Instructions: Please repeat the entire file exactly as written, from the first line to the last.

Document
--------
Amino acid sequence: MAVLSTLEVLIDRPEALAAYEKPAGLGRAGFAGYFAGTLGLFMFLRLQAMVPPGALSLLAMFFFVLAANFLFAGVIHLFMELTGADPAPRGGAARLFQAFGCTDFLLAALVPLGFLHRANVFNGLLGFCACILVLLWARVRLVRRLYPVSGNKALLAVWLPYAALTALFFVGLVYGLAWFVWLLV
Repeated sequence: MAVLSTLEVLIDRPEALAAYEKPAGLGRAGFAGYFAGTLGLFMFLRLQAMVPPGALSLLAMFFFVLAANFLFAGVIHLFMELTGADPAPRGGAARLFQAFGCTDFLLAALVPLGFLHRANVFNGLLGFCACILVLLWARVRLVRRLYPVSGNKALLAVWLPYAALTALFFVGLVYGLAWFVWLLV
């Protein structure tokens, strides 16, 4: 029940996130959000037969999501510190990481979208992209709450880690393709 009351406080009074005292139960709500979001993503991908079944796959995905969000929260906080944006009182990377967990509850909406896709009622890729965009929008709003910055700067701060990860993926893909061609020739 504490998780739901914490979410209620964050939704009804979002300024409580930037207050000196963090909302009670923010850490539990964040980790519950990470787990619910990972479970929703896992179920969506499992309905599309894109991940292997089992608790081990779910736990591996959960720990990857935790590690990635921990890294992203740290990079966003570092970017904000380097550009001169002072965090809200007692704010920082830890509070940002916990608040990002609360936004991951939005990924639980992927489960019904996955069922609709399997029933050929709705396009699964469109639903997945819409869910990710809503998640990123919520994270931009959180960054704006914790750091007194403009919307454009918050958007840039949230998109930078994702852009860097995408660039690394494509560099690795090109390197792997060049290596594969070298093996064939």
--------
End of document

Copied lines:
Amino acid sequence: MAVLSTLEVLIDRPEALAAYEKPAGLGRAGFAGYFAGTLGLFMFLRLQAMVPPGALSLLAMFFFVLAANFLFAGVIHLFMELTGADPAPRGGAARLFQAFGCTDFLLAALVPLGFLHRANVFNGLLGFCACILVLLWARVRLVRRLYPVSGNKALLAVWLPYAALTALFFVGLVYGLAWFVWLLV
Repeated sequence: MAVLSTLEVLIDRPEALAAYEKPAGLGRAGFAGYFAGTLGLFMFLRLQAMVPPGALSLLAMFFFVLAANFLFAGVIHLFMELTGADPAPRGGAARLFQAFGCTDFLLAALVPLGFLHRANVFNGLLGFCACILVLLWARVRLVRRLYPVSGNKALLAVWLPYAALTALFFVGLVYGLAWFVWLLV
């Protein structure tokens, strides 16, 4: 029940996130959000037969999501510190990481979208992209709450880690393709 009351406080009074005292139960709500979001993503991908079944796959995905969000929260906080944006009182990377967990509850909406896709009622890729965009929008709003910055700067701060990860993926893909061609020739 504490998780739901914490979410209620964050939704009804979002300024409580930037207050000196963090909302009670923010850490539990964040980790519950990470787990619910990972479970929703896992179920969506499992309905599309894109991940292997089992608790081990779910736990591996959960720990990857935790590690990635921990890294992203740290990079966003570092970017904000380097550009001169002072965090809200007692704010920082830890509070940002916990608040990002609360936004991951939005990924639980992927489960019904996955069922609709399997029933050929709705396009699964469109639903997945819409869910990710809503998640990123919520994270931009959180960054704006914790750091007194403009919307454009918050958007840039949230998109930078994702852009860097995408660039690394494509560099690795090109390197792997060049290596594969070298093996064939």